• Previous research with Grains Research & Development Corporation (GRDC) found that controlling weeds early on and preserving an extra 20 millimetres worth of stored moisture in the soil is approximately worth 0.5 tonnes per hectare of crop yield. Such is the advantage of weed management.

What are the benefits of summer weed management?

1. These benefits of managing pesky weeds in agriculture are all-encompassing:A 60% yield improvement is found on winter crops according to this experiment:

  • In periods with high growing-season rainfall, yield improvement is made possible through nitrogen support in the soil.
  • In periods with low growing-season rainfall, crops are able to access stored water, consequently increasing yields by water availability in the soil alone.
  • On average growing-seasons, crops thrive both on nitrogen and water availability.

2. It reduces pests and the risk of diseases from previous seasons.

3. It helps reduce weed numbers in subsequent years.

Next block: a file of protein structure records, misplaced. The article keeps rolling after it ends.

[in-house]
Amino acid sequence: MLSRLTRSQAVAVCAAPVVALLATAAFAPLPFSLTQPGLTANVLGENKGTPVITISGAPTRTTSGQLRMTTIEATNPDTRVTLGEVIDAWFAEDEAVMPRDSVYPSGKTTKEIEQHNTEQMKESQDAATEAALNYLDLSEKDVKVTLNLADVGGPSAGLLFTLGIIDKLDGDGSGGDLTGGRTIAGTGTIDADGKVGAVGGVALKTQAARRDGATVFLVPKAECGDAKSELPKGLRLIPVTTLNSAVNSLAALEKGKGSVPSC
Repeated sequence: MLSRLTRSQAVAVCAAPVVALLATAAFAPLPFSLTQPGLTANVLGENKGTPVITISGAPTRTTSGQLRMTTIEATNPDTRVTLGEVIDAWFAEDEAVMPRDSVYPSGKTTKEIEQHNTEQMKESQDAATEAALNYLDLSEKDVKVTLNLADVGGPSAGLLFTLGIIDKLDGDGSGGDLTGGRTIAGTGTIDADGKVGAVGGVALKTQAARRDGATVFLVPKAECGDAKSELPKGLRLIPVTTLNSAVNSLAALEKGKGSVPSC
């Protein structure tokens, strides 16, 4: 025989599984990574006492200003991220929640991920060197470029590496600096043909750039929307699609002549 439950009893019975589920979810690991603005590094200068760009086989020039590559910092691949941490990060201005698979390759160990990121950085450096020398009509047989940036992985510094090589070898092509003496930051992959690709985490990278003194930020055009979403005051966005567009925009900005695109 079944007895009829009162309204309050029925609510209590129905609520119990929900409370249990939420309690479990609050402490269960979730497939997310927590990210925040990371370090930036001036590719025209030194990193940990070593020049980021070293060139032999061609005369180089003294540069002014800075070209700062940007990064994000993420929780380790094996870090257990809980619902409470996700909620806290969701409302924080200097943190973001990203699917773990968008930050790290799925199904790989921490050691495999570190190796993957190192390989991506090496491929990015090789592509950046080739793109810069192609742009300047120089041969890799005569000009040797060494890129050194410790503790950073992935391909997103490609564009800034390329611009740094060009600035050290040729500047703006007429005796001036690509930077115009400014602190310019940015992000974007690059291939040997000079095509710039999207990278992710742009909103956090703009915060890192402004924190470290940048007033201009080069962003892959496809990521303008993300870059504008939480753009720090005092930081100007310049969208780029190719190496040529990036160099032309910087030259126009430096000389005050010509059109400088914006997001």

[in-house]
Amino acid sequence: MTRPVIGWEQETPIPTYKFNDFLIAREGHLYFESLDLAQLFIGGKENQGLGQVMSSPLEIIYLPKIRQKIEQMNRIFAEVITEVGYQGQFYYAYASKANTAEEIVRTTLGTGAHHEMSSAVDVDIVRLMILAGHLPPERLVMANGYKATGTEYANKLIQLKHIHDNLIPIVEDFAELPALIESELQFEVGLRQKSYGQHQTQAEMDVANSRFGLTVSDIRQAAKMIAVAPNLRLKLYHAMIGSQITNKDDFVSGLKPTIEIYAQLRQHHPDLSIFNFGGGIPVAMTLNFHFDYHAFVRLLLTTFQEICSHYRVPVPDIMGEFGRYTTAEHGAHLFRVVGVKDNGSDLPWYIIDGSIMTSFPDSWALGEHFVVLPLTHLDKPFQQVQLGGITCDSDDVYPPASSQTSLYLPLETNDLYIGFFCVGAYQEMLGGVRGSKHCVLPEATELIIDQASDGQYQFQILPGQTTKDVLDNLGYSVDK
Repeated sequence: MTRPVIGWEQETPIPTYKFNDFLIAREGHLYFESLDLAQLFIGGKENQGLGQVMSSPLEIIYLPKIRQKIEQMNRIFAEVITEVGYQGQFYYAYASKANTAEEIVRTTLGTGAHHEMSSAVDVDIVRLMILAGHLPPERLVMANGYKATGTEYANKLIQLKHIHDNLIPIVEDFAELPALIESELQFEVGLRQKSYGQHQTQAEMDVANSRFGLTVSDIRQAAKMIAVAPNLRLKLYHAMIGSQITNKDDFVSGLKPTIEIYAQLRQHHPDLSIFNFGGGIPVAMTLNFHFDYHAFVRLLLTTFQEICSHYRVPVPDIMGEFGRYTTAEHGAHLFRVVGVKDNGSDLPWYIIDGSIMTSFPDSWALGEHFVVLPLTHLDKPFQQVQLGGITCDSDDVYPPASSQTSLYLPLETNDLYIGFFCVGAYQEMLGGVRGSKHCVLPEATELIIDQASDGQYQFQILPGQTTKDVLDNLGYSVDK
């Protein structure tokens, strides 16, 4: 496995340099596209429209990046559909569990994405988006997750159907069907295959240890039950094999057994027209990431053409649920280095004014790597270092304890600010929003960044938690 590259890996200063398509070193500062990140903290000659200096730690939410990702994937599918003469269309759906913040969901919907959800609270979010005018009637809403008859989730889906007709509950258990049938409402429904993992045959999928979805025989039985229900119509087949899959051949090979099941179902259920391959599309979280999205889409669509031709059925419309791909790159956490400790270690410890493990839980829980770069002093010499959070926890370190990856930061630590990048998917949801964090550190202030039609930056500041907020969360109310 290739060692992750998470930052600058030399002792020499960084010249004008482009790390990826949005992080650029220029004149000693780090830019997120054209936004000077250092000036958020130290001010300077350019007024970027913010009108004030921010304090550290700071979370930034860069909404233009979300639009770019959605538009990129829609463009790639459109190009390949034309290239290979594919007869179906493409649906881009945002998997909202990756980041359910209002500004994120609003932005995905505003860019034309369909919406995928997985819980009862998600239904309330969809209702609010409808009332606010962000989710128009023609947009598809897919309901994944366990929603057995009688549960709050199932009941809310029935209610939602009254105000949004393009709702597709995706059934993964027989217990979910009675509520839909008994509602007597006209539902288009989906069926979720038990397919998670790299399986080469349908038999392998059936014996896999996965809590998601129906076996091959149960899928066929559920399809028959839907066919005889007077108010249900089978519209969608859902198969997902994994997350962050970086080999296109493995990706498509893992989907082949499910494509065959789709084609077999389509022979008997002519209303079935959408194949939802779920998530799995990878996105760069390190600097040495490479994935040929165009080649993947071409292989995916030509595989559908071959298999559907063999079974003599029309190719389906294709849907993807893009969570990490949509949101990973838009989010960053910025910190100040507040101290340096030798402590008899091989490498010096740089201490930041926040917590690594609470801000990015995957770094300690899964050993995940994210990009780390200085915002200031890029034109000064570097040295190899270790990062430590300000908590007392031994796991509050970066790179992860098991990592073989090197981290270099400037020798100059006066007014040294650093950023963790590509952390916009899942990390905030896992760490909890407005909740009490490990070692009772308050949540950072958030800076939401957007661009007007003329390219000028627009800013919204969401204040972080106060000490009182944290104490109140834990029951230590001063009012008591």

An effective weed management plan should aim for the following:

  • 100% efficacy in the control of target weeds
  • Prevention of seed set
  • Inclusion of an appropriate resistant management system
  • Zero harm to spray operator
  • Zero to negligible damage on non-target organisms and the wider environment

Invaluable tips on formulating a smart and effective weed management plan:

  1. Identify the weeds

There are thousands of weed varieties in Australia. This is why proper identification is essential to ridding your farmland of the weeds that are plaguing it. Although there is no universal method that can counter all of them, the following weeds are connected to the highest yield losses according to study:

      • brome grass
      • wild radish
      • wild oats, and
      • annual ryegrass

For some useful tools to assist you in the correct identification of weeds, visit the following sources:

  1. Practice smart spraying

Once you have identified your personal weed culprits, it's time to get the spray tanks and other spray equipment out. But you need to be careful not only of what you spray on your crops but when you spray them as well.